LAUSANNE, November 5. AFTER several days of deliberation, FINA — swimming's international governing body — has decided to retest all samples taken from the World Championships for the new designer steroid THG.
The welcome announcement that all 312 urine samples collected from the swimming, diving, synchronized swimming, water polo and open water competitions in Barcelona will undergo tests for tetrahydrogestrinone (THG) was made this morning.
Cornel Marculescu, FINA's Executive Director, said the organization made its decision to retest on the advice of its legal and doping experts.
The sports world learned of the previously undetectable steroid in October
when an unidentified American track and field coach provided the U.S. Anti-Doping Agency (USADA) with the names of U.S. and international athletes who, he said, were using THG to improve their performance.
The IOC-accredited laboratory in Los Angeles quickly identified the substance and developed a test for it. Within days, details of the test were transmitted to all 30 IOC-accredited laboratories around the world.
Five American track and field athletes tested positive following a review of urine samples provided at the U.S. national championships in June.
Britain's European sprint champion Dwain Chambers has also admitted to testing positive for THG though the sprinter insisted he did not knowingly take a banned substance. Other athletes, mainly in the American professional sports of baseball and football, have also been linked with the drug.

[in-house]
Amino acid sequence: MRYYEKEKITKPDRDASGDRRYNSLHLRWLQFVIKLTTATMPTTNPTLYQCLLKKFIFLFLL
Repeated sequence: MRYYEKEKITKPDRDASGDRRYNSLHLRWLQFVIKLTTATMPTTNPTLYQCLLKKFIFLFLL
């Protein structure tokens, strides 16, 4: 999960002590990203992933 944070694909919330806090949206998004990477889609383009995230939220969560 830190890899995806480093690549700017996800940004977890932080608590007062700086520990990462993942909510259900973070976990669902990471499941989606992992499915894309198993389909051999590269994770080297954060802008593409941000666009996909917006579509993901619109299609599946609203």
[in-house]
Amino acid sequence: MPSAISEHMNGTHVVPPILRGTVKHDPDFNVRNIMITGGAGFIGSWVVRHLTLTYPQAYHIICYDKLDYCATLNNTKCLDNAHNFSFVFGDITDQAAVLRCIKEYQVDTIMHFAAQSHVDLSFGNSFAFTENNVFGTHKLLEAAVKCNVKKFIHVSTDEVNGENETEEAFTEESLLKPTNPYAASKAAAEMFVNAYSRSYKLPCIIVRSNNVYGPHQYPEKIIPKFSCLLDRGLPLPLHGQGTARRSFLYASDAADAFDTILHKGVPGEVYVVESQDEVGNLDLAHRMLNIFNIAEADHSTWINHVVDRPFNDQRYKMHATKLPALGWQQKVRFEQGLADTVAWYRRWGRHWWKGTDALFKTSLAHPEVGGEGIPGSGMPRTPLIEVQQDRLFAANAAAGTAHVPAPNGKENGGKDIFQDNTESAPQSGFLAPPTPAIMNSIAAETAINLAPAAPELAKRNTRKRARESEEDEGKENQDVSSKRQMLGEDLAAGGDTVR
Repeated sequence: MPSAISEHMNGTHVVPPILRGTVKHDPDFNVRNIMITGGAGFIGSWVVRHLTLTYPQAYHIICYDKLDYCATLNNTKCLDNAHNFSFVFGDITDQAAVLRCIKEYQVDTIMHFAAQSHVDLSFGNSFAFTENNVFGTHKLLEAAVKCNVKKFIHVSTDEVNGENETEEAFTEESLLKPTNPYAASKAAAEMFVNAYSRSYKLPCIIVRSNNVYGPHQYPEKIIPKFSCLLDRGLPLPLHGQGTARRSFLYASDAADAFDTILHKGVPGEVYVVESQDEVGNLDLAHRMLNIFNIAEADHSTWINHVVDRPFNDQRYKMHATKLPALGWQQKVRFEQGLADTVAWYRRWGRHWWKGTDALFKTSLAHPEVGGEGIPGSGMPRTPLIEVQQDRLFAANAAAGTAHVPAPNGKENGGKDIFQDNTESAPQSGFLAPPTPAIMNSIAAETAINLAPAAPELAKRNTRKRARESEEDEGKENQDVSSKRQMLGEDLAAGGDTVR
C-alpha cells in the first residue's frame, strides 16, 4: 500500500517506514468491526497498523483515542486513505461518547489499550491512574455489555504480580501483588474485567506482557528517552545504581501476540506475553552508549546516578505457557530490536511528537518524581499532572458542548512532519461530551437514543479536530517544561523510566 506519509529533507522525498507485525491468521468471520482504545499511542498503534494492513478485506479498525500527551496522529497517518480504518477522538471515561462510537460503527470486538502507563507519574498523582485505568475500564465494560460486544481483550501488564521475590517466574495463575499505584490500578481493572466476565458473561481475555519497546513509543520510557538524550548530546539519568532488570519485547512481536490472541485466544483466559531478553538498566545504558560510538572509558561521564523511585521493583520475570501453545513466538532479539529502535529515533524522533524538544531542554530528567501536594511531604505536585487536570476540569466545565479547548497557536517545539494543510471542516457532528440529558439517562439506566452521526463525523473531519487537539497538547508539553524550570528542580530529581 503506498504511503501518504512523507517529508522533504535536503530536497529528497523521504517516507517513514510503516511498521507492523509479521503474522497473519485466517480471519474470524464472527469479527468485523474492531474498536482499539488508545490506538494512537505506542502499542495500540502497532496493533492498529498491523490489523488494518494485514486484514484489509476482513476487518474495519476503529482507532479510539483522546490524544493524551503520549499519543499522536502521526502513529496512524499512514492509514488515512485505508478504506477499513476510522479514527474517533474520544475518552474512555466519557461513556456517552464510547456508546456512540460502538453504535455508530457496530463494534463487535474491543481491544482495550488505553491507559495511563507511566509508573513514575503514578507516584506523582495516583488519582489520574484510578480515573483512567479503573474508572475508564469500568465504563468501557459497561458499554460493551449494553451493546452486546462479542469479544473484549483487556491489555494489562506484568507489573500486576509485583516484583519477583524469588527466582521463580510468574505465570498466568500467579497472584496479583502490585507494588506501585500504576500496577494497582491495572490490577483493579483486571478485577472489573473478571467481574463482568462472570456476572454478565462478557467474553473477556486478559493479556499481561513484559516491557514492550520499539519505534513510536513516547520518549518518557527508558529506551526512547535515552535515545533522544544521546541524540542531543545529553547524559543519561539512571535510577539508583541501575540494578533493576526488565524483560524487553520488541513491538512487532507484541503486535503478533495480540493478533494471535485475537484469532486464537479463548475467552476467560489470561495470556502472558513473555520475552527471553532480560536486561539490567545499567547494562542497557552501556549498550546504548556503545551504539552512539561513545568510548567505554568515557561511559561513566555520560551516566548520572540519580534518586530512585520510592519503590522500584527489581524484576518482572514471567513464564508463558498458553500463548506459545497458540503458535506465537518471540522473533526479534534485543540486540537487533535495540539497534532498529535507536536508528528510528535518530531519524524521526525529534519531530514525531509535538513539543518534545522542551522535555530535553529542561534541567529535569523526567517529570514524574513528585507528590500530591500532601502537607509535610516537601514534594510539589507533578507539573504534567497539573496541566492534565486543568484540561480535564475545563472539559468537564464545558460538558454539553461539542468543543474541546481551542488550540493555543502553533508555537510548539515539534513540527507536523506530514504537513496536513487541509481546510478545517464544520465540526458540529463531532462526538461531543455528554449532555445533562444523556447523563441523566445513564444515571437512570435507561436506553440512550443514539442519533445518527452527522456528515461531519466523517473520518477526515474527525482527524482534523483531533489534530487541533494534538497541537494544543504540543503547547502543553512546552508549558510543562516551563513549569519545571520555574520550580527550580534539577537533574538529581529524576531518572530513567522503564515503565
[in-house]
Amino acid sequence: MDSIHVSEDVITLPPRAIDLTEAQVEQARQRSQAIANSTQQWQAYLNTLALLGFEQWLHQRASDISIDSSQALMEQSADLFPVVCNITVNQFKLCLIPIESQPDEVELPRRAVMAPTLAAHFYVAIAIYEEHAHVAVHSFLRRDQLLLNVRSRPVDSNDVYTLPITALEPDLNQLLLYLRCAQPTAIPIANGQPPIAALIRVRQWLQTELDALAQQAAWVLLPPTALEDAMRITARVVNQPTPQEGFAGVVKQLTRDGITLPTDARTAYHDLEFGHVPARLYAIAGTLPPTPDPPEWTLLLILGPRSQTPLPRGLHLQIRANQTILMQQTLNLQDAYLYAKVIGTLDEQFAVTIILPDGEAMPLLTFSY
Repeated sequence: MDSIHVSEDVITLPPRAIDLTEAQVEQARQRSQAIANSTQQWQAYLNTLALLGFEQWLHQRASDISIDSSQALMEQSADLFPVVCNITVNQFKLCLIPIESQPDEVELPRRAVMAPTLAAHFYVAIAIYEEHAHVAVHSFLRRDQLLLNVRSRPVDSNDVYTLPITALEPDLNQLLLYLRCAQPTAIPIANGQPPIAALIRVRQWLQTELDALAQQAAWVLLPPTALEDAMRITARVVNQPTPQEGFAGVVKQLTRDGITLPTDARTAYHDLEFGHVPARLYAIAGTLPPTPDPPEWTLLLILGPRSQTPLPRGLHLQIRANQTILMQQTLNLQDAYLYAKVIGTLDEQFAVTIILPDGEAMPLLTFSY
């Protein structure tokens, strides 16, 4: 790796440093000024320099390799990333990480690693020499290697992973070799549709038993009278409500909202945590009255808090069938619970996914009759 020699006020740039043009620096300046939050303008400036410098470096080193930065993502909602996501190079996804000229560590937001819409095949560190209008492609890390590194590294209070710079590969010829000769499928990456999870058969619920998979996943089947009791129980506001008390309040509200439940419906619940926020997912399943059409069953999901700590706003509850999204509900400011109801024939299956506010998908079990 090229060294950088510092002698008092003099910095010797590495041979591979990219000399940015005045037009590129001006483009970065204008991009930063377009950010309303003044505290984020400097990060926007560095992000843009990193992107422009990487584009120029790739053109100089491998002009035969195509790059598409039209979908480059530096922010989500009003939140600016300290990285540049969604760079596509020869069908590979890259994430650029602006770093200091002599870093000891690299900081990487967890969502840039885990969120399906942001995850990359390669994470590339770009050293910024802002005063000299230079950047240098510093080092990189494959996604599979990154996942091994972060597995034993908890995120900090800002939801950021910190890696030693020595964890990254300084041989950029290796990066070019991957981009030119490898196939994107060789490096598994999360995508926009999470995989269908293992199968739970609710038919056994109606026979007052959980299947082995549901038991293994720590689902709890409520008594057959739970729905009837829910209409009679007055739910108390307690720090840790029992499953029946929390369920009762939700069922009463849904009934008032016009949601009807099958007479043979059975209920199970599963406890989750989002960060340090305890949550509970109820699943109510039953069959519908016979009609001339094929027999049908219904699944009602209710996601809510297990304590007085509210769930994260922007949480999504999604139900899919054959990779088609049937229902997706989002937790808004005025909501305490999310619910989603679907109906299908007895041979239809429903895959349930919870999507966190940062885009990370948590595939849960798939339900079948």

Thus far, only the governing bodies for swimming (FINA) and track and field (IAAF) have indicated they will retest for THG, though other sports have said they are looking into that possibility.
In the US, even some of the pro sports have indicated they will test for THG, though the penalties for a positive test in these sports are extremely light.
However, not all governing bodies are following the lead of these two sports. Soccer's governing body, FIFA, announced it will not re-examine urine samples. This is consistent with soccer's opposition to even the two-year ban, upon which the IOC has insisted. FIFA's Sports Medicine Committee said the organization had decided not to carry out retrospective tests, citing legal reasons as well as the fact samples are currently destroyed after 30 days in accordance with FIFA's doping control regulations.